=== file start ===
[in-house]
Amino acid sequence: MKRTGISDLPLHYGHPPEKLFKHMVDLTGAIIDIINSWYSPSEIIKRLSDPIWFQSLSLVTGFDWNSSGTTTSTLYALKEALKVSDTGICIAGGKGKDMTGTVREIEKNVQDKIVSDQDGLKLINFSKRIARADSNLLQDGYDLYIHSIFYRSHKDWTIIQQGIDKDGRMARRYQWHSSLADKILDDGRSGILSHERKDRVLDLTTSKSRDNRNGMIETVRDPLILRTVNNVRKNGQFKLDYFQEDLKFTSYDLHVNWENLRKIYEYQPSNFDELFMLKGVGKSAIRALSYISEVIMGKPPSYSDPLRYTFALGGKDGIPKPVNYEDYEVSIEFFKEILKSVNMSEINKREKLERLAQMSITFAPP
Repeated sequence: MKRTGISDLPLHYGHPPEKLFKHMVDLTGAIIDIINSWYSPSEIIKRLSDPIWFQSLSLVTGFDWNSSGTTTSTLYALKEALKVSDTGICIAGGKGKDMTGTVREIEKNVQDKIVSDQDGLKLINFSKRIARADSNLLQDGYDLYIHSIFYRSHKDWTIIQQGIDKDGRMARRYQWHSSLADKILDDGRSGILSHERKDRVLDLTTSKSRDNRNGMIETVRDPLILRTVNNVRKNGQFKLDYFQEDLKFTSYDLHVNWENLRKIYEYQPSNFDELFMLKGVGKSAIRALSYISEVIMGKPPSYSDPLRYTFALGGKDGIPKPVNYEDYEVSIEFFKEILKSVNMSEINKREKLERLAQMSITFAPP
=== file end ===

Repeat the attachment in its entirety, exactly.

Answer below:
[in-house]
Amino acid sequence: MKRTGISDLPLHYGHPPEKLFKHMVDLTGAIIDIINSWYSPSEIIKRLSDPIWFQSLSLVTGFDWNSSGTTTSTLYALKEALKVSDTGICIAGGKGKDMTGTVREIEKNVQDKIVSDQDGLKLINFSKRIARADSNLLQDGYDLYIHSIFYRSHKDWTIIQQGIDKDGRMARRYQWHSSLADKILDDGRSGILSHERKDRVLDLTTSKSRDNRNGMIETVRDPLILRTVNNVRKNGQFKLDYFQEDLKFTSYDLHVNWENLRKIYEYQPSNFDELFMLKGVGKSAIRALSYISEVIMGKPPSYSDPLRYTFALGGKDGIPKPVNYEDYEVSIEFFKEILKSVNMSEINKREKLERLAQMSITFAPP
Repeated sequence: MKRTGISDLPLHYGHPPEKLFKHMVDLTGAIIDIINSWYSPSEIIKRLSDPIWFQSLSLVTGFDWNSSGTTTSTLYALKEALKVSDTGICIAGGKGKDMTGTVREIEKNVQDKIVSDQDGLKLINFSKRIARADSNLLQDGYDLYIHSIFYRSHKDWTIIQQGIDKDGRMARRYQWHSSLADKILDDGRSGILSHERKDRVLDLTTSKSRDNRNGMIETVRDPLILRTVNNVRKNGQFKLDYFQEDLKFTSYDLHVNWENLRKIYEYQPSNFDELFMLKGVGKSAIRALSYISEVIMGKPPSYSDPLRYTFALGGKDGIPKPVNYEDYEVSIEFFKEILKSVNMSEINKREKLERLAQMSITFAPP